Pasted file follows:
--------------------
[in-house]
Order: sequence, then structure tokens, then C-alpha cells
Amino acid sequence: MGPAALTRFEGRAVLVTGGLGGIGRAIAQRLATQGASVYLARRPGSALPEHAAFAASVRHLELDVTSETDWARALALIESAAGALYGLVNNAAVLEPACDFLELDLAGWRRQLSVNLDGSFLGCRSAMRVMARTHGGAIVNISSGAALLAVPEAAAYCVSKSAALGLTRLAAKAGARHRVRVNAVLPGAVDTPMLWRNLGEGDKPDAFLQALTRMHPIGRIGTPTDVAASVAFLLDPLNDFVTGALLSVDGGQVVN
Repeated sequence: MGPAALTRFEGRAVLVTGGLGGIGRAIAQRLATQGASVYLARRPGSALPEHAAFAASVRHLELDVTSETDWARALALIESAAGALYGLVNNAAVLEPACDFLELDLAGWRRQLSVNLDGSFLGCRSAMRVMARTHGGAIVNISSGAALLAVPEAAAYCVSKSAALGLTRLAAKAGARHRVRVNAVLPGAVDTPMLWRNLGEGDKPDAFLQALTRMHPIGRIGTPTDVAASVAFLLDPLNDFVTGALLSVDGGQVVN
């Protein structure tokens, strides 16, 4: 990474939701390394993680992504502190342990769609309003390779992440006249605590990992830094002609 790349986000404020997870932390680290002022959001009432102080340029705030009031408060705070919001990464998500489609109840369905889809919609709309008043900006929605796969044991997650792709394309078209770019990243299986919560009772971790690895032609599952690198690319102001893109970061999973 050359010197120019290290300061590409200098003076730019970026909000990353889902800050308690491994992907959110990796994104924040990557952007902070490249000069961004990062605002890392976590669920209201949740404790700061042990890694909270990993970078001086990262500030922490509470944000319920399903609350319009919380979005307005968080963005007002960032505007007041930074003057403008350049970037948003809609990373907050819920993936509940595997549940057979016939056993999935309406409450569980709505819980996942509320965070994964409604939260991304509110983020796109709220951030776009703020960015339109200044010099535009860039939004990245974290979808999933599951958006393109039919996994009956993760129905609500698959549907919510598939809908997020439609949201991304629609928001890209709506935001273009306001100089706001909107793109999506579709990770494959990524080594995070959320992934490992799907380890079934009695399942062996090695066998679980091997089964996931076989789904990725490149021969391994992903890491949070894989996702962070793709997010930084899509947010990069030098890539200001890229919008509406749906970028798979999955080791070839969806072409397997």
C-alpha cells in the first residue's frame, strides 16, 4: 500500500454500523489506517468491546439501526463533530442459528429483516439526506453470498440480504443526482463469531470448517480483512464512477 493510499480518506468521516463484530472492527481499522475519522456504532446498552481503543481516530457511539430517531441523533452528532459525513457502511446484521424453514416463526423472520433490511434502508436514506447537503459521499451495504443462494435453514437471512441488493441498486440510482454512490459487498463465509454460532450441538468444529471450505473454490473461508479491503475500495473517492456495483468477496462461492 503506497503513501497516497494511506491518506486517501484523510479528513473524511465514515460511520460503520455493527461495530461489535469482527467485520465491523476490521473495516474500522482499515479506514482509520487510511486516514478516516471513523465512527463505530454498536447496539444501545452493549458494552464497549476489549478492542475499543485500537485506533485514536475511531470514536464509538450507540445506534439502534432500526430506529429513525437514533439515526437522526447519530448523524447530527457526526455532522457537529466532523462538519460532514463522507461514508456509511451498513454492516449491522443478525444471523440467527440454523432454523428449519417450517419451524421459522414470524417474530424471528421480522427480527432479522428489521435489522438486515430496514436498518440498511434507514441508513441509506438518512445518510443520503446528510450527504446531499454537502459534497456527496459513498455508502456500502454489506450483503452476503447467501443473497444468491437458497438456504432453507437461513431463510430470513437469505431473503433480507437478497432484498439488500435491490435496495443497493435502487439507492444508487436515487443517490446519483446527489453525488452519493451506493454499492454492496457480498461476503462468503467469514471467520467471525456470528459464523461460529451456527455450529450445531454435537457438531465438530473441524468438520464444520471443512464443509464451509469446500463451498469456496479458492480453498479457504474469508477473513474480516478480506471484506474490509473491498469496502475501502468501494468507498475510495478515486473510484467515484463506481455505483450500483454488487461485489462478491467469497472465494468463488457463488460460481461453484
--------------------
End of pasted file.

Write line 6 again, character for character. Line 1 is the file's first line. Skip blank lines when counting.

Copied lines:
C-alpha cells in the first residue's frame, strides 16, 4: 500500500454500523489506517468491546439501526463533530442459528429483516439526506453470498440480504443526482463469531470448517480483512464512477 493510499480518506468521516463484530472492527481499522475519522456504532446498552481503543481516530457511539430517531441523533452528532459525513457502511446484521424453514416463526423472520433490511434502508436514506447537503459521499451495504443462494435453514437471512441488493441498486440510482454512490459487498463465509454460532450441538468444529471450505473454490473461508479491503475500495473517492456495483468477496462461492 503506497503513501497516497494511506491518506486517501484523510479528513473524511465514515460511520460503520455493527461495530461489535469482527467485520465491523476490521473495516474500522482499515479506514482509520487510511486516514478516516471513523465512527463505530454498536447496539444501545452493549458494552464497549476489549478492542475499543485500537485506533485514536475511531470514536464509538450507540445506534439502534432500526430506529429513525437514533439515526437522526447519530448523524447530527457526526455532522457537529466532523462538519460532514463522507461514508456509511451498513454492516449491522443478525444471523440467527440454523432454523428449519417450517419451524421459522414470524417474530424471528421480522427480527432479522428489521435489522438486515430496514436498518440498511434507514441508513441509506438518512445518510443520503446528510450527504446531499454537502459534497456527496459513498455508502456500502454489506450483503452476503447467501443473497444468491437458497438456504432453507437461513431463510430470513437469505431473503433480507437478497432484498439488500435491490435496495443497493435502487439507492444508487436515487443517490446519483446527489453525488452519493451506493454499492454492496457480498461476503462468503467469514471467520467471525456470528459464523461460529451456527455450529450445531454435537457438531465438530473441524468438520464444520471443512464443509464451509469446500463451498469456496479458492480453498479457504474469508477473513474480516478480506471484506474490509473491498469496502475501502468501494468507498475510495478515486473510484467515484463506481455505483450500483454488487461485489462478491467469497472465494468463488457463488460460481461453484